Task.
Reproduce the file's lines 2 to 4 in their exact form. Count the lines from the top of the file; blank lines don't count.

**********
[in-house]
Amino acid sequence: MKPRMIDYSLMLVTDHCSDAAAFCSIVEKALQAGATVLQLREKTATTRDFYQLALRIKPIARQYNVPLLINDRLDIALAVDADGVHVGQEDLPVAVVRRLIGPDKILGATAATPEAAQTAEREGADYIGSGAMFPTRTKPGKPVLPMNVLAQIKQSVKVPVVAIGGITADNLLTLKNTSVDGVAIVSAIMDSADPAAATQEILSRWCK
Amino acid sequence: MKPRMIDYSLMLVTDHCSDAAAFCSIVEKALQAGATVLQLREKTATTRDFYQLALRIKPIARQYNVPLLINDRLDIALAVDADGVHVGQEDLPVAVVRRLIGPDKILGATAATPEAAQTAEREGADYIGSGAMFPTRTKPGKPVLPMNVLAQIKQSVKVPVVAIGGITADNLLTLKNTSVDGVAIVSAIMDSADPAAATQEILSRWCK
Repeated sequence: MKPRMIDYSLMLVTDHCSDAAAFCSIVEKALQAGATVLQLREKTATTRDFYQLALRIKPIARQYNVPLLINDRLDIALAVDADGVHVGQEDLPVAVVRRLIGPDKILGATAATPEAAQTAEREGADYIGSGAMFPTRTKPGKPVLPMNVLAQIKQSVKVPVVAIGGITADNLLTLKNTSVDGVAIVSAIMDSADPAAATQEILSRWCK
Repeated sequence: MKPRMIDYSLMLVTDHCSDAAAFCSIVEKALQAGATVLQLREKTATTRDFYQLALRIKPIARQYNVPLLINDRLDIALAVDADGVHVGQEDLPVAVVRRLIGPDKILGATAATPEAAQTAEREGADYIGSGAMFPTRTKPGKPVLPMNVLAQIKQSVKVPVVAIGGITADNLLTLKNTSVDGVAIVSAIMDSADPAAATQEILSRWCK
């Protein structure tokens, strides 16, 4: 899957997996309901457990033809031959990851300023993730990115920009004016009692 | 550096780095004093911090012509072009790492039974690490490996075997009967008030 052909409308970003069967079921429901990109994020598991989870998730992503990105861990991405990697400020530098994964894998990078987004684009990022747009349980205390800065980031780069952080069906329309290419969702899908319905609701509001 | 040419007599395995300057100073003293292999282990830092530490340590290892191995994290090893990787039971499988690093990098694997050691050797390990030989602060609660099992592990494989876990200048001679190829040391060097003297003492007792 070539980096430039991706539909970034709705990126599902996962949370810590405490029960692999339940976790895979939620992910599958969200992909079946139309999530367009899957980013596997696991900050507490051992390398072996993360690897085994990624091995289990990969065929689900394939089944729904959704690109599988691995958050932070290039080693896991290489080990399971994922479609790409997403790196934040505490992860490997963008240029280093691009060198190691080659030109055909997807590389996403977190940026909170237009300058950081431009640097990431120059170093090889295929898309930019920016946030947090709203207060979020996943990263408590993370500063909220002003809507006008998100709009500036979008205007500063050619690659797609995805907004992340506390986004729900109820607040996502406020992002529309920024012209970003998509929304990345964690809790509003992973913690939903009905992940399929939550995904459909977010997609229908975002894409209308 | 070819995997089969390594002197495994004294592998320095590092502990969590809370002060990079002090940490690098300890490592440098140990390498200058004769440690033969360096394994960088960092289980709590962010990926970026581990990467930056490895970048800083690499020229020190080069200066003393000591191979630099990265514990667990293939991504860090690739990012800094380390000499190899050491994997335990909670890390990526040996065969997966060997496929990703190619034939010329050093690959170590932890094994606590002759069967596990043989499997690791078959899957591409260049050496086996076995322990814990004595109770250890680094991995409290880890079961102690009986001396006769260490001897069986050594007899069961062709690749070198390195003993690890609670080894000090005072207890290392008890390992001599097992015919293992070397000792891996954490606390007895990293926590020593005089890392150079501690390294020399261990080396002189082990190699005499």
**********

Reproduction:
Amino acid sequence: MKPRMIDYSLMLVTDHCSDAAAFCSIVEKALQAGATVLQLREKTATTRDFYQLALRIKPIARQYNVPLLINDRLDIALAVDADGVHVGQEDLPVAVVRRLIGPDKILGATAATPEAAQTAEREGADYIGSGAMFPTRTKPGKPVLPMNVLAQIKQSVKVPVVAIGGITADNLLTLKNTSVDGVAIVSAIMDSADPAAATQEILSRWCK
Amino acid sequence: MKPRMIDYSLMLVTDHCSDAAAFCSIVEKALQAGATVLQLREKTATTRDFYQLALRIKPIARQYNVPLLINDRLDIALAVDADGVHVGQEDLPVAVVRRLIGPDKILGATAATPEAAQTAEREGADYIGSGAMFPTRTKPGKPVLPMNVLAQIKQSVKVPVVAIGGITADNLLTLKNTSVDGVAIVSAIMDSADPAAATQEILSRWCK
Repeated sequence: MKPRMIDYSLMLVTDHCSDAAAFCSIVEKALQAGATVLQLREKTATTRDFYQLALRIKPIARQYNVPLLINDRLDIALAVDADGVHVGQEDLPVAVVRRLIGPDKILGATAATPEAAQTAEREGADYIGSGAMFPTRTKPGKPVLPMNVLAQIKQSVKVPVVAIGGITADNLLTLKNTSVDGVAIVSAIMDSADPAAATQEILSRWCK